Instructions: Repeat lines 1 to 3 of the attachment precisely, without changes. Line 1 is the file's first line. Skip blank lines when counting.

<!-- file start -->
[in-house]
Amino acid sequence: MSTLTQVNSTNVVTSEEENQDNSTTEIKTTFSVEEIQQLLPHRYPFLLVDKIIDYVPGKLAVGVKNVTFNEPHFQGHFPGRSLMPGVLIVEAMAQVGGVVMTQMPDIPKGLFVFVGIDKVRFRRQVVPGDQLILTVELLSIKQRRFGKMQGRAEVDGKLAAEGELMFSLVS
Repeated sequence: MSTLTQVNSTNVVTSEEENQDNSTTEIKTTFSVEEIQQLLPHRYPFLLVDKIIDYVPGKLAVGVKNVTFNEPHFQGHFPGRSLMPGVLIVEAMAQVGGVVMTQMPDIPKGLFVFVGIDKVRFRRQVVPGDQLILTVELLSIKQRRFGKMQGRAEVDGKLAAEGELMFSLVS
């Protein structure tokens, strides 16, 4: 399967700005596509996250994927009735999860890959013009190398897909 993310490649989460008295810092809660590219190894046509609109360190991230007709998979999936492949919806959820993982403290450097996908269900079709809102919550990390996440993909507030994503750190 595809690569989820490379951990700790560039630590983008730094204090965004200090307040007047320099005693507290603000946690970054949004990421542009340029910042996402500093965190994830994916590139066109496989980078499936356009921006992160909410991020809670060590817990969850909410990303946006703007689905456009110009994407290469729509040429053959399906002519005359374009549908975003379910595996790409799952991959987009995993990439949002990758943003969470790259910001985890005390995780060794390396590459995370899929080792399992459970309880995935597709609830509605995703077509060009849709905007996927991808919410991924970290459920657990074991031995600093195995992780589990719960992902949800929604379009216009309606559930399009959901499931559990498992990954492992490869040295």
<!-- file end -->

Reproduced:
[in-house]
Amino acid sequence: MSTLTQVNSTNVVTSEEENQDNSTTEIKTTFSVEEIQQLLPHRYPFLLVDKIIDYVPGKLAVGVKNVTFNEPHFQGHFPGRSLMPGVLIVEAMAQVGGVVMTQMPDIPKGLFVFVGIDKVRFRRQVVPGDQLILTVELLSIKQRRFGKMQGRAEVDGKLAAEGELMFSLVS
Repeated sequence: MSTLTQVNSTNVVTSEEENQDNSTTEIKTTFSVEEIQQLLPHRYPFLLVDKIIDYVPGKLAVGVKNVTFNEPHFQGHFPGRSLMPGVLIVEAMAQVGGVVMTQMPDIPKGLFVFVGIDKVRFRRQVVPGDQLILTVELLSIKQRRFGKMQGRAEVDGKLAAEGELMFSLVS